What to stream this weekend

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Now that Yellowjackets is over and you’ve rewatched too many Seinfeld episodes, are you scouring the tabs for something to stream?

The ABC Everyday team have been glued to streaming over the summer (for better or worse for our collective bank balances) – to bring you recommendations for the weekend ahead.

From a heartwarming favorite to a gripping teen drama that will make your high school years look like Play School in comparison, here are four things to stream right now.

Research Group (Stan)

Search Party’s genre is hard to define, and that’s its whole MO: intentionally changing genres in each of its five seasons.

Beginning as a Nancy-Drew inspired mystery, it builds through courtroom drama to Hitchcockian suspense and ultimately cult apocalyptic thriller. Somehow, through it all, it remains a hilarious satire of millennial law.

The show is set in the same universe of privileged but lost young Brooklynites depicted on shows like Girls and Broad City. But instead, it questions what might happen if you take these characters’ desperate search for meaning and validation in their empty lives to its (rather extreme) conclusion.

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It all starts when 20+ Dory, played by Alia Shawkat (of Arrested Development fame) notices a missing persons poster for Chantal, an acquaintance from college. With no other real sense of purpose in her life, she embarks on her ineffectual boyfriend Drew and his narcissistic wealthy friends on her quest to find Chantal, encountering stalkers, weird cults (and celebrity cameos) along the way.

The fifth and final season just dropped so you can binge on it all – which is good because if you’re anything like me, you’ll be on the edge of your seat the whole way through and can’t stop.

– Genevieve Dwyer

Archive 81 (Netflix)

Paranoia grows for Dan (Mamoudou Athie) with each tape he restores.(Provided: Netflix)

Archive 81 looks like it was created in a lab to satisfy horror fans.

It’s a checklist of everything you’d expect from the genre: creepy jumps, demonic cults, dark conspiracies, archaic religious references, prophetic dreams, and a brave university student who investigates it all while recording it all for us on her camera .

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The eight-episode series based on a podcast of the same name follows Dan (Mamoudou Athie), a restorer, as he attempts to restore the damaged video archive of a missing filmmaker (Dina Shahabi). Through found footage, flashbacks, and Dan’s growing paranoia, Archive 81 takes us on some pretty wild storylines, with something even more sinister always around the corner.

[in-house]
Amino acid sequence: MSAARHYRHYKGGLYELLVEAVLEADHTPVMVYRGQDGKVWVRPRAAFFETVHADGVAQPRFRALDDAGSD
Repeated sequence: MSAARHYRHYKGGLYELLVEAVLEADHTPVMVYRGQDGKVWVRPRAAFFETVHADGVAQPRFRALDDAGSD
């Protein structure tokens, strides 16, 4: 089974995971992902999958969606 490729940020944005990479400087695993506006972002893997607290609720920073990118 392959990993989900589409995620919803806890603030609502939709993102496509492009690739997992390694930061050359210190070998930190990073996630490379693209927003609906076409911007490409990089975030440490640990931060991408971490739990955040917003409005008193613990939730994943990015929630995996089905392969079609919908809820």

It all doesn’t make sense, but if you don’t think about it too much, you’re in for a very fun ride.

– Christian Harimanow

Euphoria (Binge)

Jules (played by Hunter Schafer) and Rue (played by Zendaya) in an image from Euphoria.
Best friends Jules (played by Hunter Schafer) and Rue (played by Zendaya) have a complicated relationship.(Provided: HBO)

If there’s one show that makes me feel like my teenage years were extremely wholesome, it’s Euphoria.

In a nutshell, the series — now in its second season — is a coming-of-age story about a group of American high school kids.

I don’t know about you, but when I was 17 I was raising a Tamagotchi (RIP) and wondering which Vengaboys song I liked the most.

In Euphoria, teens face drug addiction (and drug dealing), blackmail, camgirling, backstabbing, and bullying on social media.

Dark and beautiful, each episode is like an hour-long music video.

Saturated colors, stylistic editing, A+ outfits, and a whole cast of the most talented and beautiful people I’ve ever seen (including Zendaya, who plays Rue, one of the show’s main characters and narrator).

Euphoria is also the feeling I get after each episode ends.

It’s a tense viewing. My hands are either tight around the armrests or on my face. In short, it’s a pretty hearty meal.

I would recommend washing it down with a comedy glass.

– Luke Tribe

Paddington (ABC iview)

A Paddington still.
What’s not to love about the adorable marmalade-addicted bear?(Provided)

Important Public Service Announcement: Paddington, everyone’s favorite film about a young bear’s misadventures in London, is on iview.

If you haven’t seen this gem of a film, it is of course based on the Michael Bond book series.

It’s so wholesome and really funny.

Paddington arrives in London from Darkest Peru in search of a home, where he is taken in by the dysfunctional Brown family.

He is looking for the explorer who first met his Aunt Lucy and Uncle Pastuzo many years ago, and named them after his late mother and an exotic boxer he met a once in a bar.

The film has a calypso band, Nicole Kidman as an evil taxidermist, and plenty of marmalade sandwiches.

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It will appeal to young and old alike, and is the perfect antidote to those stressful times.

-Rachel Rasker

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